For baby boomers, now in middle age, high-tech spy stuff has always been part of the cultural landscape. Remember the advertisements for X-ray spectacles at the back of comic books? The miniature wonders that James Bond was issued before each mission?
Those were all fictional, but that’s not to say that super-tiny, spy-like gadgetry doesn’t exist. Take pen scanners, for example. You can slip one out of your shirt pocket to scan a book, article, magazine, catalogue, receipt or top-secret enemy dossier. Then, you can dump the results, as fully editable typed text, into your computer through a USB cable.
Sometimes, the purpose of using a pen scanner is surreptitious. A researcher might use one, for example, to crib quotes from a precious library volume that cannot be checked out. At other times, the point is just to save yourself from having to retype material.
In either case, a pen scanner is so tiny and portable, it goes where no bulky flatbed scanner has gone before.
Pen scanners have been around for years, but recent tweaks in hardware and software have improved them quite a bit. A sampling of three —from WizCom Technologies, Iris and Planon Systems Solutions—illustrates how many variations you can find on the same idea.
Most pen scanners work like highlighter pens. That is, you roll the tip across one line of text at a time, in either direction. It’s a handy solution for scanning a few lines of a magazine article, numbers on a phone bill and so on, but very tedious for entire pages.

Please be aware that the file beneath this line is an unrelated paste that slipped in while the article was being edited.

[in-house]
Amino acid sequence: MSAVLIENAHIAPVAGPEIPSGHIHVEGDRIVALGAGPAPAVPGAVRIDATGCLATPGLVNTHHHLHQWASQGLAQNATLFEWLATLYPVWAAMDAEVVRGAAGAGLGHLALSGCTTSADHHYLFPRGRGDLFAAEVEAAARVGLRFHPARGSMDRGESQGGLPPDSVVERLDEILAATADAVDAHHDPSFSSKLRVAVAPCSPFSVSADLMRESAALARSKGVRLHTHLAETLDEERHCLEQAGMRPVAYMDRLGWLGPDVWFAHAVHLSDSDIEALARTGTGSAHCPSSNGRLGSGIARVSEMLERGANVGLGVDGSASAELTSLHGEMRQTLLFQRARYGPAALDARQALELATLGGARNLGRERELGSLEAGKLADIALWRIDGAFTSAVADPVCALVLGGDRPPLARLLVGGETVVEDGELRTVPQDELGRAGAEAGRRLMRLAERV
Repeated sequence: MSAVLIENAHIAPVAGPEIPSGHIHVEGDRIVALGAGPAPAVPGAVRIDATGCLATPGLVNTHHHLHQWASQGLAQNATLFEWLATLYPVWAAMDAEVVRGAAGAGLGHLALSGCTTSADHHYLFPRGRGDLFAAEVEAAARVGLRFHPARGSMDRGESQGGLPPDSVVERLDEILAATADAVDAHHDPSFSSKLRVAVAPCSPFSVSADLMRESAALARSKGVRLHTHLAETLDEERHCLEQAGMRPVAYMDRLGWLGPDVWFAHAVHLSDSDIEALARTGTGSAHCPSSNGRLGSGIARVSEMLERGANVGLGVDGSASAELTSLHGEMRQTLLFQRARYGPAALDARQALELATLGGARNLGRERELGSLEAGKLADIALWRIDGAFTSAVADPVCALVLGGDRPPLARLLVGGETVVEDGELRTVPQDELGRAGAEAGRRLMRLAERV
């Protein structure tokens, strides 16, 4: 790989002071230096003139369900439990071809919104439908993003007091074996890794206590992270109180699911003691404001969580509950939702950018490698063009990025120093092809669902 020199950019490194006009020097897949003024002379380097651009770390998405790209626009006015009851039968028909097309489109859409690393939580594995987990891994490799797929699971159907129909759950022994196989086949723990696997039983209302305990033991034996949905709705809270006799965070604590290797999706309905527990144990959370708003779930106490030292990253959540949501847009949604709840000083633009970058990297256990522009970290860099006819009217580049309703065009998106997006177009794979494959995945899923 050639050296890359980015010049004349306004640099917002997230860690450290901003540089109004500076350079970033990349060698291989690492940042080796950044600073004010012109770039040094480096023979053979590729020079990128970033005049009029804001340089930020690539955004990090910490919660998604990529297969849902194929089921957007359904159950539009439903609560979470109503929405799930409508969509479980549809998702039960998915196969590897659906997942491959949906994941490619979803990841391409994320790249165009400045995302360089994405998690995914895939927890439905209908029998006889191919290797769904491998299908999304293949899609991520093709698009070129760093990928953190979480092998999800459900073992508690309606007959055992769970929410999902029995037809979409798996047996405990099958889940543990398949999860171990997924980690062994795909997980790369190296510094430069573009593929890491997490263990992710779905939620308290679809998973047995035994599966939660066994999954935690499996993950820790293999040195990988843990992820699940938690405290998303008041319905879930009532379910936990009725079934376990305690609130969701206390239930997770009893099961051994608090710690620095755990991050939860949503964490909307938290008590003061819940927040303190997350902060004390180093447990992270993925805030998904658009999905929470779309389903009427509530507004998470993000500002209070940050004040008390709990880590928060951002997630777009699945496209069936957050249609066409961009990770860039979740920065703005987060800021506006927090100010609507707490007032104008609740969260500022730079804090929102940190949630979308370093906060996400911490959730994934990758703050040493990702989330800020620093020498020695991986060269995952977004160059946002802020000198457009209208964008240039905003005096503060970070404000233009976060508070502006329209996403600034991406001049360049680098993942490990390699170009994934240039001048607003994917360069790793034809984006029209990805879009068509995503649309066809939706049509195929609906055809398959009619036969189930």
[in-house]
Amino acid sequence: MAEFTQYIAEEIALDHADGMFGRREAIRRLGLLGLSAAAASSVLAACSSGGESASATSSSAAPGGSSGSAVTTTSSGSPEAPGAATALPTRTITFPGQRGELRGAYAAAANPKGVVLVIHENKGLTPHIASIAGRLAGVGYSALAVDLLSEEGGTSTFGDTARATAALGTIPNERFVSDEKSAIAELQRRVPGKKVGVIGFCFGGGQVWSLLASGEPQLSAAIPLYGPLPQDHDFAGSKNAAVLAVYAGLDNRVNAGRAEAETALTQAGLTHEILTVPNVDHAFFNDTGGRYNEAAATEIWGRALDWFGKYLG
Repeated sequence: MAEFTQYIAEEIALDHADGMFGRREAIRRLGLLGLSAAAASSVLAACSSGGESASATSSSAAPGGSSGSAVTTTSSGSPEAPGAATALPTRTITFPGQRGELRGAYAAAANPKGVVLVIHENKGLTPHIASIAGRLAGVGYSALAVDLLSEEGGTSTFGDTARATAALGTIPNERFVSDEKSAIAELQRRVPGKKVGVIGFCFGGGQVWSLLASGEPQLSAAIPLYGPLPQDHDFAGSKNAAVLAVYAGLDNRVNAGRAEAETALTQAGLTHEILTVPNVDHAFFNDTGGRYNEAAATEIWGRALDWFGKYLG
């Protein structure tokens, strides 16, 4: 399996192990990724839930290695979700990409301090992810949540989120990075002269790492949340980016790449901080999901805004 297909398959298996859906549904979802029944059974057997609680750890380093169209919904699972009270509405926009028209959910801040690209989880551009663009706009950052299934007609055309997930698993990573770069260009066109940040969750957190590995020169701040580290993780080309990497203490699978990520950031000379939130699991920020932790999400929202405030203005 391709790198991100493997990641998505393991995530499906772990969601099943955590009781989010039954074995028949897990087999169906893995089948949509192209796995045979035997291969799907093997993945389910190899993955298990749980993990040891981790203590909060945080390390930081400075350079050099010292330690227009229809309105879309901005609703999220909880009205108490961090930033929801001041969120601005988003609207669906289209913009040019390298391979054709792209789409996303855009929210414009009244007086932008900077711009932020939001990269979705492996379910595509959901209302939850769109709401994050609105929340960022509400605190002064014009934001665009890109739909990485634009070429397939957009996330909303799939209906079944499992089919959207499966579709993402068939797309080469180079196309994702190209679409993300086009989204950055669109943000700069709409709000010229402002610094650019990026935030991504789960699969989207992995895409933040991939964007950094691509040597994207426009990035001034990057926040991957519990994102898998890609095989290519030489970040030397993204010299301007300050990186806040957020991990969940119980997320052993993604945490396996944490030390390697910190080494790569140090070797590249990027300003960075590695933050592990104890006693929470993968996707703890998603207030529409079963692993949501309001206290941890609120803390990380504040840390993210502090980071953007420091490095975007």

That’s why DocuPen RC800 ($270) from Planon is so clever. The scanning eye on this nine-inch, rounded blue plastic rod is not at the tip; it’s the entire flat edge. You place the DocuPen flat on the piece of paper, parallel to the text, and scrape it downward. Rollers measure your progress across the page to compensate for small variations in the speed of your hand.
The built-in eight megabytes of memory can hold 100 pages of black-and-white text or two full-page colour scans; you can upgrade the storage with a MicroSD memory card.
Later, you connect the pen to a Mac or Windows computer to view the results of your document capturing. The computer will recharge the built-in battery, which can accomplish about 35 scans a charge.
You might think that, given its far greater speed (about five seconds a page), the DocuPen would wipe the floor with its rivals. The fact that it can scan photos and other colour documents ought to make it even more desirable.
But the DocuPen presents some serious frustrations. One is that the document you’re scanning must be utterly, completely flat. Printouts and torn-out articles present no problem, but bound books are nearly impossible to scan with this. Also, you can’t scan anything wider than the scanning eye itself (about seven inches).
If all you want to do is capture snapshots of documents that you store as TIFF graphics files, Planon’s software for Mac or Windows is perfectly adequate. But if you’re hoping to convert those scans into typed editable text, i.e., to have your computer perform optical character recognition (OCR), then you must install another program, Windows-only, called PaperPort.
This program is good at organizing and manipulating scans, and its built-in OCR software is very easy to use; you just drag the thumbnail of a scan onto the Microsoft Word icon. But PaperPort has a troubled marriage with the DocuPen; one feels crudely jerry-built to accommodate the other. For instance, you’re repeatedly told to turn on the DocuPen itself, even when it’s already on. Even after importing the scans from the pen— by clicking, non-intuitively, a button called Scan, and then another called Download— they’re still not really in PaperPort; you have to select their icons and then hit Transfer.